Letting them know that Charlie is standing in the middle of the Bells Largo Bank lobby in the middle of the afternoon may be enough. A little more, just to set the scene, may be fine, but don’t get so enamored with the white marble floors and crown molding that you forget (and let the readers forget) what the story is about.
8. Start Your Opening Chapter in the Middle
It can be tempting to open your first chapter by leading the reader up to the story. But why not start them right in the story?
Instead of sharing the events leading up to Charlie robbing a bank, why not open with her wearing a ski mask and holding a gun on everyone’s favorite bank teller? Which opening would you prefer? The other details can and will come later.
9. Don’t Forget the Stakes
If you want readers to turn to Chapter 2, make sure that you establish your character’s stakes early on. Your protagonist should want something, something big and important (at least to her). Bad things will happen if she doesn’t get it. Make your readers care enough about what happens to turn those pages to find out.
In our bank robbery example, Charlie needs to successfully get the money and get out. If she doesn’t, she could be arrested or, worse, gunned down by police. If you just show her robbing the bank but give readers no idea why she is doing it and what will happen if she doesn’t, they may quickly become confused, annoyed, and maybe even frustrated.
10. Conflict Is Key
Don’t make it easy on your character. An inherent conflict for our Charlie is that she’s a police detective robbing a bank. What happens if a little old lady in the back, who turns out to be Charlie’s grandmother, suddenly says, “Charlie, darling, is that you?”
More Conflict = Higher Stakes = More Interest
11. End on a Cliffhanger
You’ve got your readers hooked. Now, you need to get them to turn the page. The art of writing a cliffhanger is a subtle one, however. You not only want to leave your readers hanging on edge of the cliff with your character, but you also want to give them a tiny sneak peek of what’s on the other side. Like with the opening line, you want your readers to have not only a strong emotional response to your chapter ending but also questions that they need answers to.
For example, with Charlie, you could end the chapter with the following:
“Charlie slid into the front seat and started the engine. As she hit the gas, she looked up at the rearview mirror and saw someone in her backseat.”
This definitely leaves the reader with some vague questions: “Who is in the car with Charlie?” “Has she been caught?” “Is someone going to rob her?”
Using the sneak-peek method, you might end the chapter this way instead:
“Charlie slid into the front seat and started the engine. As she hit the gas, she looked up at the rearview mirror and saw someone in her backseat. It was her partner, Detective Evan Jones.”
This sets readers down a whole different path of specific thought, ramping up their expectations and excitement. “Oh, no! What is her straight-laced partner doing in the backseat of her car? But wait, if he was going to arrest her, wouldn’t he have done it at the bank? …”
That little kernel of knowledge that you’ve given them creates new conflict, ups the stakes, and drives the reader on to the next chapter with more urgency.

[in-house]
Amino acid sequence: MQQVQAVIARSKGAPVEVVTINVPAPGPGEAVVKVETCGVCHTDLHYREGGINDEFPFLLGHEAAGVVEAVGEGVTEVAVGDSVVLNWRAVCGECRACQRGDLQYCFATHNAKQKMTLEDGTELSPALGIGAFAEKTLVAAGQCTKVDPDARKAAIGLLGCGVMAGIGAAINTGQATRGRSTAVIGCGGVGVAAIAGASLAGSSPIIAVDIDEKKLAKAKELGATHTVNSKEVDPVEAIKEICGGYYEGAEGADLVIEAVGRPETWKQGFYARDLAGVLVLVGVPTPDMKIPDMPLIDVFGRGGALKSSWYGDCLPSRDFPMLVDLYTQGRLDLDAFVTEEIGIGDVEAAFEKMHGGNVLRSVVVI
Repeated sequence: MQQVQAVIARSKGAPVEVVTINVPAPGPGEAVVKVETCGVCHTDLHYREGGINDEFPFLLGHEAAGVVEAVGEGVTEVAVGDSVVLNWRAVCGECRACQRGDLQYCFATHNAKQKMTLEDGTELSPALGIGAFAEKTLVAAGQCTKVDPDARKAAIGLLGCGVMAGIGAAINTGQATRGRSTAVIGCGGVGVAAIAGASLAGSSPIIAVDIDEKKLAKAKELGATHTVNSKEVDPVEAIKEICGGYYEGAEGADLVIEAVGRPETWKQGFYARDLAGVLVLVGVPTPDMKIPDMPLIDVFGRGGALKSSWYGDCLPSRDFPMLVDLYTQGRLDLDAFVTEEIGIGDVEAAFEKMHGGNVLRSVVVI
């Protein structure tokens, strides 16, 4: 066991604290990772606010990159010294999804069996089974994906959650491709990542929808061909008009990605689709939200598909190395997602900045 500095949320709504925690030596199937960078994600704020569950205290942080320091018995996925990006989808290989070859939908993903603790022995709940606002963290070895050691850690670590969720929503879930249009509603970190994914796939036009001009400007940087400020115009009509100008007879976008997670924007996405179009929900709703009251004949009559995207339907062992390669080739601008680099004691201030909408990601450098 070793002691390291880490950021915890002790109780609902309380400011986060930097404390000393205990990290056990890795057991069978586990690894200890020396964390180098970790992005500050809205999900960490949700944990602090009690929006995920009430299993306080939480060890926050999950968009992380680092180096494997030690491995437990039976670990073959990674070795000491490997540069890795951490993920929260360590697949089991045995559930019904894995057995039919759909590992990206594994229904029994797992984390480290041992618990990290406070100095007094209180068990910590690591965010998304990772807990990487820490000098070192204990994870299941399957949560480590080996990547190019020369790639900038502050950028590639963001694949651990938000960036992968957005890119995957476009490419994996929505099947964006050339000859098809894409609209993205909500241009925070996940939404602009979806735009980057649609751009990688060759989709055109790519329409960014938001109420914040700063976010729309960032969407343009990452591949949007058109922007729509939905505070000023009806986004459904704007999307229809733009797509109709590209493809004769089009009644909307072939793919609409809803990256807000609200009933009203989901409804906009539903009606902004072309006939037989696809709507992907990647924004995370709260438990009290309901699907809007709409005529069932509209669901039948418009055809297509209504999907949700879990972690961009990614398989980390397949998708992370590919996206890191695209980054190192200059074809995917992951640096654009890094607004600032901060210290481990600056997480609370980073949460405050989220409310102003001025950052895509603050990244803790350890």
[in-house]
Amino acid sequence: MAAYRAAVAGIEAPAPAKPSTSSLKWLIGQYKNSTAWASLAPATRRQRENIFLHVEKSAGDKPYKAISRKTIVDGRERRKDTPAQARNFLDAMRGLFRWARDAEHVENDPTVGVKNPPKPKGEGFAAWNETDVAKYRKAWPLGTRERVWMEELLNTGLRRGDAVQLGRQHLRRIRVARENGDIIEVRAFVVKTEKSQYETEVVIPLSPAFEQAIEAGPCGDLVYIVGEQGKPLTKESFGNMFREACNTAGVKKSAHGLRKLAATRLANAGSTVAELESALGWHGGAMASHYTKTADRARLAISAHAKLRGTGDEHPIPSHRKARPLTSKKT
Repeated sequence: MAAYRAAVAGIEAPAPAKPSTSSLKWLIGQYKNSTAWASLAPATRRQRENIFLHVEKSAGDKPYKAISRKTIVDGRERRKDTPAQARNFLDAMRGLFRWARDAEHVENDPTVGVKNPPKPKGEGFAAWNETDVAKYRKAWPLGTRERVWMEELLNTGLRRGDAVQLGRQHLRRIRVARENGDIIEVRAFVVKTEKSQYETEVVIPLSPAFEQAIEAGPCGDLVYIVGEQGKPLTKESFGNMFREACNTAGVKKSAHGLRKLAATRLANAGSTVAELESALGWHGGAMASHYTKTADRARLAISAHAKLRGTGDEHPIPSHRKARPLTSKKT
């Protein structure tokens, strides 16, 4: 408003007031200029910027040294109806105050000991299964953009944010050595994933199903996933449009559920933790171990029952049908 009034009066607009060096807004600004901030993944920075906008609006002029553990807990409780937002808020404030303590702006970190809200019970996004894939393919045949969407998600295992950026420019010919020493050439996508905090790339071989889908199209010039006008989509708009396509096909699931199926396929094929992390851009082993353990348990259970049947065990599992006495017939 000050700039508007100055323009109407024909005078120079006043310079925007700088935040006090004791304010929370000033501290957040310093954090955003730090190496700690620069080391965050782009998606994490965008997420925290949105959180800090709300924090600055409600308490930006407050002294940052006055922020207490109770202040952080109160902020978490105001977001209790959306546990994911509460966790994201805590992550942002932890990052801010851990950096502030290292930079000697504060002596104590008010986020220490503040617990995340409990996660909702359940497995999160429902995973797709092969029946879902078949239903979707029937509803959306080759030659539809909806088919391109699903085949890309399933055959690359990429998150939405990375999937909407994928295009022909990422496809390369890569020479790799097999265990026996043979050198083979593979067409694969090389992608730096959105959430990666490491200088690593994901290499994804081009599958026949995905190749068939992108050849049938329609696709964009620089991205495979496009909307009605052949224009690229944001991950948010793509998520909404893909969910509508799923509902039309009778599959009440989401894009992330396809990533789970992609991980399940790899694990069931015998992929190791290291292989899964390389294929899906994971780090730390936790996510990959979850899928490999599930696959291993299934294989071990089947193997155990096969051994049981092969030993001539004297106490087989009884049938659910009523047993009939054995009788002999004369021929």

What is your favorite tip or trick for creating a strong opening chapter?
Today’s reblog comes from K. M. Weiland over at Helping Writers Become Authors. She covers why a lack of conflict leads to an ineffective scene and then goes on to tell you what you can do to fix a no-conflict scene with basic tips on scene structure that can makeover your entire novel.
I slapped the FedEx guy this morning.
Okay, not really. My FedEx guy is totally cool. And he brings me cool stuff. I’d never slap him. But that got your attention, didn’t it? Way more so than if I ‘d said, “I thanked the FedEx guy this morning.”
The difference between the two accounts, of course, is conflict. You may not have thought well of me for slapping that poor, undeserving FedEx guy, but I guarantee you would have been interested! Conflict isn’t nice, but it’s inevitably interesting.
And yet writers sometimes create scenes in which there is no interpersonal conflict between their characters. The result, of course, is that everyone’s happy. Except for the readers–who are bored out of their minds.
How to Bore Your Readers With No Interpersonal Conflict
Here’s what your story looks like with no interpersonal conflict:
Geraldine walked down the road to the Averils’ house. The scent of jasmine wafted all around her as she entered the yard through the trellised lych-gate.
Percival’s sister Cordelia answered the door. She looked fetchingly splendid in a new dress of lavender organdy. She beamed. “Gerry, darling! You’ve come for tea after all. Percival will be pleased. Mama too.”
Percival was going to ask Geraldine to marry him today, she just knew it.
Overcome, she flung her arms around Cordelia. “Isn’t it a lovely day?”
Now just assume this scene keeps playing out without a hint of irony. Geraldine and Cordelia have a simply wonderful teatime with Cordelia’s simply wonderful brother Percival, who has a simply wonderful proposal in mind, after which he and Geraldine can ride off into a simply wonderful HEA.
James Scott Bell calls this the problem of “happy people in happy land.” Believe me, I totally get why someone would want to write this. It’s happy. All the characters are friends. They get along. They smile, they wave. There’s no violence, no dissension, no fear, no sadness.
Heavenly it may be, but interesting–or realistic–it ain’t.…